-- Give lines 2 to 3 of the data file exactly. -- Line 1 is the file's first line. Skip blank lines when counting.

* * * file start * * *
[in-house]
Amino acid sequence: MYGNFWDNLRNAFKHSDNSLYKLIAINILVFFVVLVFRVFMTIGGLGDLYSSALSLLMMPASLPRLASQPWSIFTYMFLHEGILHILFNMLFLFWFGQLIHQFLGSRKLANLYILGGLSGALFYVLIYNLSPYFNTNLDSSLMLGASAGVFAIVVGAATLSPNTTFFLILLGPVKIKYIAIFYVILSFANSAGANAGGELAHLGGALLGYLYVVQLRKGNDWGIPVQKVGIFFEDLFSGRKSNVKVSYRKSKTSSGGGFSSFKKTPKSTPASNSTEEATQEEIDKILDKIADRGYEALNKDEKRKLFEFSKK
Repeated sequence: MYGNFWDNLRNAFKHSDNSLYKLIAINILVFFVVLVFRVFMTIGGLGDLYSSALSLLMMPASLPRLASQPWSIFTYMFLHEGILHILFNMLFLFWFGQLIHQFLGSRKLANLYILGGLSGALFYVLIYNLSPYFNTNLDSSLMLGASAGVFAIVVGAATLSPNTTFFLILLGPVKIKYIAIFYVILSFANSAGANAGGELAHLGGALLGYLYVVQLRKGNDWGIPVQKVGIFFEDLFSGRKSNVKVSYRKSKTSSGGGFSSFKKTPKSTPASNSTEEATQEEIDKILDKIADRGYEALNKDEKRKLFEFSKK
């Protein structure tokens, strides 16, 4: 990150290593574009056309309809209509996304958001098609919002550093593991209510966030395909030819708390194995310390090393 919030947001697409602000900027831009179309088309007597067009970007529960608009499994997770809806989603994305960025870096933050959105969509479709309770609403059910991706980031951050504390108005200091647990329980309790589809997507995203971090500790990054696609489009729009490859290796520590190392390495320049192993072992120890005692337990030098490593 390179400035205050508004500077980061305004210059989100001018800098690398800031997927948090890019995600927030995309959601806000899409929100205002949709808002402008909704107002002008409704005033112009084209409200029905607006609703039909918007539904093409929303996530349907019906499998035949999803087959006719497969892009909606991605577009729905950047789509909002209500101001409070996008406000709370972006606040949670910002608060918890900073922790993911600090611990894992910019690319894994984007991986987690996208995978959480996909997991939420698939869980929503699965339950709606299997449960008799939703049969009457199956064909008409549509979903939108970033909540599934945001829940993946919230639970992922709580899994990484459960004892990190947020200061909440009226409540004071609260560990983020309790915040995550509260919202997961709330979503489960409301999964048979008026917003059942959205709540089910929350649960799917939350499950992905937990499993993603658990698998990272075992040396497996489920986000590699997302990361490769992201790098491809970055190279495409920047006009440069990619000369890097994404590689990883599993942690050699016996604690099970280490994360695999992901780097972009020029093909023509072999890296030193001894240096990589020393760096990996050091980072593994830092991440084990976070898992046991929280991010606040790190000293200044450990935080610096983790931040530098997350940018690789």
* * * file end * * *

Amino acid sequence: MYGNFWDNLRNAFKHSDNSLYKLIAINILVFFVVLVFRVFMTIGGLGDLYSSALSLLMMPASLPRLASQPWSIFTYMFLHEGILHILFNMLFLFWFGQLIHQFLGSRKLANLYILGGLSGALFYVLIYNLSPYFNTNLDSSLMLGASAGVFAIVVGAATLSPNTTFFLILLGPVKIKYIAIFYVILSFANSAGANAGGELAHLGGALLGYLYVVQLRKGNDWGIPVQKVGIFFEDLFSGRKSNVKVSYRKSKTSSGGGFSSFKKTPKSTPASNSTEEATQEEIDKILDKIADRGYEALNKDEKRKLFEFSKK
Repeated sequence: MYGNFWDNLRNAFKHSDNSLYKLIAINILVFFVVLVFRVFMTIGGLGDLYSSALSLLMMPASLPRLASQPWSIFTYMFLHEGILHILFNMLFLFWFGQLIHQFLGSRKLANLYILGGLSGALFYVLIYNLSPYFNTNLDSSLMLGASAGVFAIVVGAATLSPNTTFFLILLGPVKIKYIAIFYVILSFANSAGANAGGELAHLGGALLGYLYVVQLRKGNDWGIPVQKVGIFFEDLFSGRKSNVKVSYRKSKTSSGGGFSSFKKTPKSTPASNSTEEATQEEIDKILDKIADRGYEALNKDEKRKLFEFSKK